By: RANDY MOORE
Florida's Percy Harvin burned the Vols for 75 yards on just nine attempts, an average of 8.3 yards per carry, but he's no Darren McFadden.
Mississippi State's Anthony Dixon burned the Vols for 108 yards, averaging 4.1 per carry, but he's no Darren McFadden.
Louisiana-Lafayette's Tyrell Fenroy burned the Vols for 113 yards, averaging 8.1 per attempt, but he's no Darren McFadden.
If Tennessee couldn't stop Forsett, Harvin, Arnold, etc., you wonder: How will the Vols stop McFadden? Answer: They won't. He gashed them for 181 yards last year and he has gotten better this year, while the Vol defense has gotten worse.
Last week McFadden rushed for 321 yards against a South Carolina defense that limited Tennessee's entire team to 101 rushing yards just one week earlier. Given how poorly the Vols' run defense has been, McFadden may sprain an ankle getting off the team bus in his haste to get inside Neyland Stadium Saturday afternoon. Even if that happens, though, his backup is better than anyone else UT has faced this fall.
Felix Jones gashed the Gamecocks for 163 yards last week, including 119 yards on four first-quarter carries. Like his more celebrated teammate, he is projected as a first-round NFL Draft pick.
Should Tennessee sell out in order to stop McFadden and Jones, Casey Dick will lob the ball to 6-6, 220-pound wide receiver Marcus Monk, who torched Tennessee for 137 receiving yards and two TDs on eight catches last fall.
TRUTH, LIES AND STATISTICS
By: JEFFERY STEWART
Put the slide rule to this game and it's hard to envision a scenario in which Tennessee stops Arkansas' lethal ground attack led by Heisman Trophy hopeful Darren McFadden and his uber understudy and future fellow NFL first round draft choice Felix "The Cat" Jones.
That's a tall order for any amateur defense, especially one that is ranked No. 80 nationally and No. 11 in the SEC. So what chance do the Vols have of stopping McFadden and Jones?
The painful truth is Tennessee probably can't shut down the galloping ground Hogs. To accomplish that arduous endeavor the Vols need a pair of stud run-stuffers at the tackle positions. Short of that they have to settle for slowing down Arkansas' version of the pony express with a combination of well conceived schemes and sound defensive principles.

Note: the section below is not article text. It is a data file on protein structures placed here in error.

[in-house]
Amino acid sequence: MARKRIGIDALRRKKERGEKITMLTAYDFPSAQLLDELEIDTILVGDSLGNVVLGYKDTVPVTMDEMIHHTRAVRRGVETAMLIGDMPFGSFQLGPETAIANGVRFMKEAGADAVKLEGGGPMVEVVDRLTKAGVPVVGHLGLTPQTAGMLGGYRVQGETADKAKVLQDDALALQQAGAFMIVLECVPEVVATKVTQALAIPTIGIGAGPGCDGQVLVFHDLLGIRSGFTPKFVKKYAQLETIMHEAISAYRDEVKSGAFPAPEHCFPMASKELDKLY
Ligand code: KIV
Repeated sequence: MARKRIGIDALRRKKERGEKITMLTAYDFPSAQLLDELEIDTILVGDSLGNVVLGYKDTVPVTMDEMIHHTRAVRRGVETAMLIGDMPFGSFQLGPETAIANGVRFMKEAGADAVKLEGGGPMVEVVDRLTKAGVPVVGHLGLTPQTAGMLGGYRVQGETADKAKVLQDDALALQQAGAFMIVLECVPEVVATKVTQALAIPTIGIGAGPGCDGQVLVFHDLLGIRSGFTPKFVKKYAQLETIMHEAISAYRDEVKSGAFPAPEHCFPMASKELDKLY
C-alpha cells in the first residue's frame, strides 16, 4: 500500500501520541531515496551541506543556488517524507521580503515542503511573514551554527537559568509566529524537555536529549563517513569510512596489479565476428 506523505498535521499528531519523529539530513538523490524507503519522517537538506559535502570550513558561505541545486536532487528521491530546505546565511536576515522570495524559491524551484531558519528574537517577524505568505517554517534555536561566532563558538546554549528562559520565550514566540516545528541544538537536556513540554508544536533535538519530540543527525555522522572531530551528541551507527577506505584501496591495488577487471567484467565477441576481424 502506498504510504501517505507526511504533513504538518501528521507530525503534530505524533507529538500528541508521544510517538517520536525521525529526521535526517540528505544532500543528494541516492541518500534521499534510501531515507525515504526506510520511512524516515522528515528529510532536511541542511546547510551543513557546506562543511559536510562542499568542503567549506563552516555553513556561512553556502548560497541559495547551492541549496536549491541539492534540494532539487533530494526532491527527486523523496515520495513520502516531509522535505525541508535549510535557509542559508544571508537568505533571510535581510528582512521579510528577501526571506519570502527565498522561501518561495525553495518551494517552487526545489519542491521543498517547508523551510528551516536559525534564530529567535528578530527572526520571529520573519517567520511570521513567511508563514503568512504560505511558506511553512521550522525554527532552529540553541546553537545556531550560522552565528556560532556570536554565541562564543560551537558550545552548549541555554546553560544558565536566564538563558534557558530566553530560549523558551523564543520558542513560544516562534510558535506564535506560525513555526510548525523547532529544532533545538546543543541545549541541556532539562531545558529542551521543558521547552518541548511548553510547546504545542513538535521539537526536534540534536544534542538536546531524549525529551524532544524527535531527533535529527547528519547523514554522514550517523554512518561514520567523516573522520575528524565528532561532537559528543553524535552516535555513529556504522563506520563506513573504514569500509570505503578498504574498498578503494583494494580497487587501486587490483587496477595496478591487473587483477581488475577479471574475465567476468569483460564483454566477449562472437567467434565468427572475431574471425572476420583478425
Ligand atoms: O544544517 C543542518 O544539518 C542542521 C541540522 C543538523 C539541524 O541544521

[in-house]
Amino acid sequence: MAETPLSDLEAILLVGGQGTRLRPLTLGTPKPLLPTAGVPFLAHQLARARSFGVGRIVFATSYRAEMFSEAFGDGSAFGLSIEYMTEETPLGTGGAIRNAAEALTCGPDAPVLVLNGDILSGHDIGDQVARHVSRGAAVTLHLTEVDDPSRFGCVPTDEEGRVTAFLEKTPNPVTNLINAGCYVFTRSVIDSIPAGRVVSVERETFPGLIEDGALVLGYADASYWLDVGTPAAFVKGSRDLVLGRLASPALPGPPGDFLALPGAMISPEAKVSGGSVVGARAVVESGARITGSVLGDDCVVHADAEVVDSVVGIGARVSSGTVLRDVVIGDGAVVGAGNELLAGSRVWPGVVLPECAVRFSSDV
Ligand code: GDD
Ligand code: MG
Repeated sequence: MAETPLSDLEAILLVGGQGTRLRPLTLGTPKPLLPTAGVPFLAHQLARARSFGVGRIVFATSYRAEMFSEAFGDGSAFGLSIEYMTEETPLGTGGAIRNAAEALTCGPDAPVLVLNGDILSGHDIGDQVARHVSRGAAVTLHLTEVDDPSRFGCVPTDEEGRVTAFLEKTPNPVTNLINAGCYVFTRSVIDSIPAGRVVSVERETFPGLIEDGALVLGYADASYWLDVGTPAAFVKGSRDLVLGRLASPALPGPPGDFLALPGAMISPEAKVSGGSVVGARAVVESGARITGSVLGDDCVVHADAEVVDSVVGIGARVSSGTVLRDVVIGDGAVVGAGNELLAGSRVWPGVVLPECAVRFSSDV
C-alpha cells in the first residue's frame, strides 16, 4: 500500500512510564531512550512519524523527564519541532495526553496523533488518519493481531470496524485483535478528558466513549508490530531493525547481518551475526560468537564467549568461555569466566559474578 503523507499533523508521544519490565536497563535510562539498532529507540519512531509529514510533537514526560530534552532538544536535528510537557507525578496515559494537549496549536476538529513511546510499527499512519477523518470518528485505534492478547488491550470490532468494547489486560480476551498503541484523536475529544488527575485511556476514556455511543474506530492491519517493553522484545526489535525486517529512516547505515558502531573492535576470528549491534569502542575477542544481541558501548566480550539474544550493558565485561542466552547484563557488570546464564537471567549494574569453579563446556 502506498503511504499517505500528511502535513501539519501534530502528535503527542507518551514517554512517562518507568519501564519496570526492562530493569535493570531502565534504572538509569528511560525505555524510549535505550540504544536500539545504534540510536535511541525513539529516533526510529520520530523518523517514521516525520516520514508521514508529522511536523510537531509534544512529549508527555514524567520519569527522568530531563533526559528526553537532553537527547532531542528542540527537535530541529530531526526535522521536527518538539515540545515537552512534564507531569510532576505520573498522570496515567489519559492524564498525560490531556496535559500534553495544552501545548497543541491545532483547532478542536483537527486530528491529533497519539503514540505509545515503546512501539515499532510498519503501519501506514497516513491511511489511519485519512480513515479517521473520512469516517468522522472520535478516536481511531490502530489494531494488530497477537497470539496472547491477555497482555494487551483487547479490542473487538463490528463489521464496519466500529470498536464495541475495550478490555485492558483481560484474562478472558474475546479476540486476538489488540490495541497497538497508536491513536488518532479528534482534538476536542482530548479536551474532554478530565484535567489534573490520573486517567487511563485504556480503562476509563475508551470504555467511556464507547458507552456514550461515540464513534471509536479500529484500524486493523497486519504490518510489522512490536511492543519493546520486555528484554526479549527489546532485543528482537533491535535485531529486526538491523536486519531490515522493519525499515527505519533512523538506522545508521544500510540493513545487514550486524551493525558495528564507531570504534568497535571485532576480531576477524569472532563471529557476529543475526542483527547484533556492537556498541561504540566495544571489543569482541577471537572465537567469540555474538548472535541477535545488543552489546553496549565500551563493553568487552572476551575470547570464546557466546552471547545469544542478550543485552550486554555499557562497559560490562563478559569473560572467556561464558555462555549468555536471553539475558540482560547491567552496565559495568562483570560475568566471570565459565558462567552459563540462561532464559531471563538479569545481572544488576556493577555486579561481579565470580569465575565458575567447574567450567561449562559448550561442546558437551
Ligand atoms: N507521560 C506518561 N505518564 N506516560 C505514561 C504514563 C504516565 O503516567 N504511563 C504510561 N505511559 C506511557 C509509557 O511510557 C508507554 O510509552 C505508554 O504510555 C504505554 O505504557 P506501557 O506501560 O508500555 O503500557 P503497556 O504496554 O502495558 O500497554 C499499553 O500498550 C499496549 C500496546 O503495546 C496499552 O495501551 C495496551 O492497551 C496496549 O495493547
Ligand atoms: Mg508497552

The key for Tennessee is first down and the object is to hold Arkansas to three yards or less, forcing difficult down-and-distance situations for a team that is suspect passing the football (ranked No. 11 in the SEC).
The Vols can accomplish this by crowding the box, maintaining good gap control, turning everything outside and allowing their speed to work in their favor. An ample share of stunts, slants, run blitzes and overloads to wide side of the field can also be employed to influence the flow of the play and disrupt timing.
Many will, undoubtedly, theorize that you have to take a conservative approach to such an explosive running game, but that is a slow death by a thousand cuts. It means keeping a depth depleted defense on the field and UT's potent offense on the sidelines. It's better to take risks of the occasional long run in exchange for more three and outs.
Bottom line: the Vols need to stack against the run first with the aim of forcing the pass. With enough defenders close to the line of scrimmage they can also force Casey Dick to move in the pocket. In such a mode he becomes indecisive and wild high.
True, Arkansas' air attack got a boost from the return of Marcus Monk, but it's been by way of his presence more than his production. He still doesn't appear to be near 100 percent and has yet to find his timing with Dick. The Vols have an advantage over most defenses with a pair of big, athletic cornerbacks — Brent Vinson and DeAngelo Willingham — who can match up with Monk in press coverage. Otherwise, the Razorbacks lack talent among its pass-catching corps.
Just as Tennessee hasn't seen a running back as good as Darren McFadden, Arkansas hasn't seen a quarterback as accurate as Erik Ainge. The good QBs they have faced — John Parker Wilson and Andre Woodson — enjoyed big games against the Hogs as well as big victories. Last week exiled signal caller Jeff Blake of South Carolina was reinstated to his starting role and led an anemic air attack to 27 points in Fayetteville. The Vols don't have to stop Arkansas' ground game as much as they need to slow it down and outscore it.
Tennessee's offensive balance presents as many problems as Arkansas' one-dimensional, albeit, highly explosive run attack. The Vols have the home field advantage and motivation from losing last year's meeting between these teams. Both Auburn and Alabama avenged losses to Arkansas this earlier season. Advantage: Tennessee. Little D-II sister UT-Chattanooga took the Hogs to the limit before losing in Little Rock. Advantage: UT-Knoxville.
Coming into this game after playing Louisiana-Lafayette is just as good, if not better, than an open date. Conversely, Arkansas is entering this contest on the heels of a very physical game against a South Carolina team trying to avoid three consecutive conference losses. Advantage: Tennessee.
The Vols are still playing for an SEC title while the Hogs are playing for a better bowl game. Advantage: Tennessee.
Since SEC expansion in 1992, the Razorbacks have only won once in Knoxville and that was 15 years ago when Johnny Majors was head coach and Bush 41 was president. Game, set and match: Tennessee.